Queen's Birthday Honours

Photo of Professor Christine Phillips, AM

Congratulations to our Medical School staff who have been recognised in the 2020 Queen's Birthday Honours List:

  • Professor Christine Phillips (AM) honoured as a Member of the Order of Australia for her significant service to medical education, to migrant and refugee health, and to medicine,
  • Professor Paul Smith (AM) honoured as a Member of the Order of Australia for his significant service to orthopaedic medicine as a surgeon, and to medical administration; and
  • Professor Walter Abhayaratna (OAM) honoured with a Medal of the Order of Australia for service to medicine in the Australian Capital Territory.

Professor Christine Phillips, AM

Christine has been instrumental in the development and teaching of the Social Foundations of Medicine program at the Medical School. Through her research, which focuses on organisational studies in primary health care, and her dedication to education she has significantly contributed to the learning and development of students, higher degree researchers and clinicians.

As a General Practitioner with over 25 years of experience in primary care, and in her role as Medical Director of Companion House, (the ACT's refugee health care service), Christine’s leadership and expertise has resulted in refugee and migrant populations having access to evidence-based, quality health care.

“For the last 25 years I’ve worked with incredibly resilient people who manage to survive and thrive in circumstances of disadvantage. They are often people who have fallen through the social safety net and who aren’t recognised, or are invisible, in public discourse – it’s been an honour and privilege to work with that group of people” said Christine during a Medical Republic interview. You can read more about Professor Phillips' work here.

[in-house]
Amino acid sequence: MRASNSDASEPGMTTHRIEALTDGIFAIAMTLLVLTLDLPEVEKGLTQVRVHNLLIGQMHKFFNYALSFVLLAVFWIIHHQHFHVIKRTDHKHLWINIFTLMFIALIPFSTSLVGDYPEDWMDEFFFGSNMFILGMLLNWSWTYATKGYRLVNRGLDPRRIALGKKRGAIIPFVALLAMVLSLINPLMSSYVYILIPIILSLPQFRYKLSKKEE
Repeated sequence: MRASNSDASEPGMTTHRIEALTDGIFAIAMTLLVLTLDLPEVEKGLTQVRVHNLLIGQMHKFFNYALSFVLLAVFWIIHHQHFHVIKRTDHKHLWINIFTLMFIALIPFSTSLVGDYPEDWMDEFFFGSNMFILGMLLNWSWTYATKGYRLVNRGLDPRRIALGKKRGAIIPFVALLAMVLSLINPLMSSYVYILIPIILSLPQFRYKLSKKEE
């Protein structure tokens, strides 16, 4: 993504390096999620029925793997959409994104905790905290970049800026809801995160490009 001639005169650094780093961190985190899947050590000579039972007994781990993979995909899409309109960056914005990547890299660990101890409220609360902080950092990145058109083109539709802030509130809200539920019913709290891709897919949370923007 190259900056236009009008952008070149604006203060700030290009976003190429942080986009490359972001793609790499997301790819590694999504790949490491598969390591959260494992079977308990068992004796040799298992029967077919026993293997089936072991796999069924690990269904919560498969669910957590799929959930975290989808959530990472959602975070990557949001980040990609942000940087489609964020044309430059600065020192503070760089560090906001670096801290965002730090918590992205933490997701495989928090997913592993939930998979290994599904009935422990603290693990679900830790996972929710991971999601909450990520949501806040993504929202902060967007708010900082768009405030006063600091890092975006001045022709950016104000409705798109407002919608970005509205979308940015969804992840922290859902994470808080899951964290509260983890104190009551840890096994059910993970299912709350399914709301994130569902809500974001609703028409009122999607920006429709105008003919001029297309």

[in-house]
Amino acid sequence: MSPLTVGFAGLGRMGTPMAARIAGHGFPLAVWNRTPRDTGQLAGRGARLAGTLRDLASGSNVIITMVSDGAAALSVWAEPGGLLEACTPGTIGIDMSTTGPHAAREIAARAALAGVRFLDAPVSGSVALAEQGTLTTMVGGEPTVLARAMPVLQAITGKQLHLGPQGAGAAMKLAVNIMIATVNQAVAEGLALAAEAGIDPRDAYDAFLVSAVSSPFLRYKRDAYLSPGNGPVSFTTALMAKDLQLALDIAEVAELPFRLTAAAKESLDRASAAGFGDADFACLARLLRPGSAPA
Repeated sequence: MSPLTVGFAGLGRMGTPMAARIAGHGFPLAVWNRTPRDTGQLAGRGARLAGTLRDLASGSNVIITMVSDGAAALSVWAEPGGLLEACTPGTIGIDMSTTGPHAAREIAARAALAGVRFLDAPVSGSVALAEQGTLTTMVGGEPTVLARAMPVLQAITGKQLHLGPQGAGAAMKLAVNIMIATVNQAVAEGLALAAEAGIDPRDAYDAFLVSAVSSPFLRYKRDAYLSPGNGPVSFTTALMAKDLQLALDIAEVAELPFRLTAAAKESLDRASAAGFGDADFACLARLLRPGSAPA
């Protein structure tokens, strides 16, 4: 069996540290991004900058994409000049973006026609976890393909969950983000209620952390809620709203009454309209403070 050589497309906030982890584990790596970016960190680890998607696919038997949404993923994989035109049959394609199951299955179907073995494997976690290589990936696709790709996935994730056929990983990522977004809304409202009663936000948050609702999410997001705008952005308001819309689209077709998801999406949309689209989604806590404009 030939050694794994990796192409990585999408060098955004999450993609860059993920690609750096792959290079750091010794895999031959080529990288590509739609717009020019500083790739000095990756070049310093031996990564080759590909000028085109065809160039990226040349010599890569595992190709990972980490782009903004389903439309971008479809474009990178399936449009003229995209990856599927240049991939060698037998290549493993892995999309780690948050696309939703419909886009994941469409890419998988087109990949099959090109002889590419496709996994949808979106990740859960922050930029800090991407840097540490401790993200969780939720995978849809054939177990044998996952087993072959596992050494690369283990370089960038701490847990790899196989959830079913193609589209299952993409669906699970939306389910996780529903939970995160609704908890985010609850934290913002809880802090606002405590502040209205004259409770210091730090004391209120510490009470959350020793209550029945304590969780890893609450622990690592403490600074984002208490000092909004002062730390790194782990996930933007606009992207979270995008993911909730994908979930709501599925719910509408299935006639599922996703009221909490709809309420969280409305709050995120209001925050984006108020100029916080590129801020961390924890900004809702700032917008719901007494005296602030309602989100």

Professor Paul Smith, AM

Paul is a Professor at ANU Medical School and specialises in orthopaedic and trauma surgery. In between his other commitments Paul has a full time clinical role and is one of Australia’s most experienced hip and knee surgeons, having performed over 5000 hip and knee replacement procedures. When he's not practicing, he is eagerly researching and teaching. He's the founder and Director of the Trauma and Orthopaedic Research Unit based at the Canberra Hospital and at the John Curtin School of Medical Research, and Orthopaedic Unit Director at the Canberra Hospital. 

He is the only Australian surgeon to have been awarded prestigious The Knee Society Insall Fellowship, receiving this fellowship award in recognition of his research in the area of knee kinematics. In 2016 Professor Smith established the Canberra Orthopaedic Research and Education (CORE) Foundation to provide support for research in orthopaedic surgery in the ACT. 

Professor Smith is passionate about community and has a major commitment through his role as chair of the John James Memorial Foundation (JJMF), the ACT regions largest health and medical charitable foundation. You can read more about Paul's achievements and work here.

Professor Walter Abhayarantna, OAM

Walter is a senior staff specialist, consultant cardiologist and Clinical Director of Medicine at Canberra Hospital and Health Services and Professor at the ANU Medical School. His PhD at the Australian National University was in the field of cardiovascular epidemiology and echocardiography, and he completed a 3-year fellowship in the Echocardiography Laboratory at Mayo Clinic, Rochester, USA. He holds a number of NHMRC research grants for clinical research into the prevention of cardiovascular disease and is the Director of Clinical Trials at ACT Health.

During an interview with RiotAct Professor Abhayarantna said “When you go on a round, treating the heart attack is relatively easy, putting a stent in is relatively easy. You’ve done it thousands of times before. But I don’t want to do it. I’d rather the heart attack never happened in the first place. It’s preventable."

“What I prefer is talking to patients. Connecting with people and supporting them to change their whole mindset—as well as their lifestyle—so they’re not back in the hospital next month. That kind of communication and connection, it’s the art, not the science, of medicine.”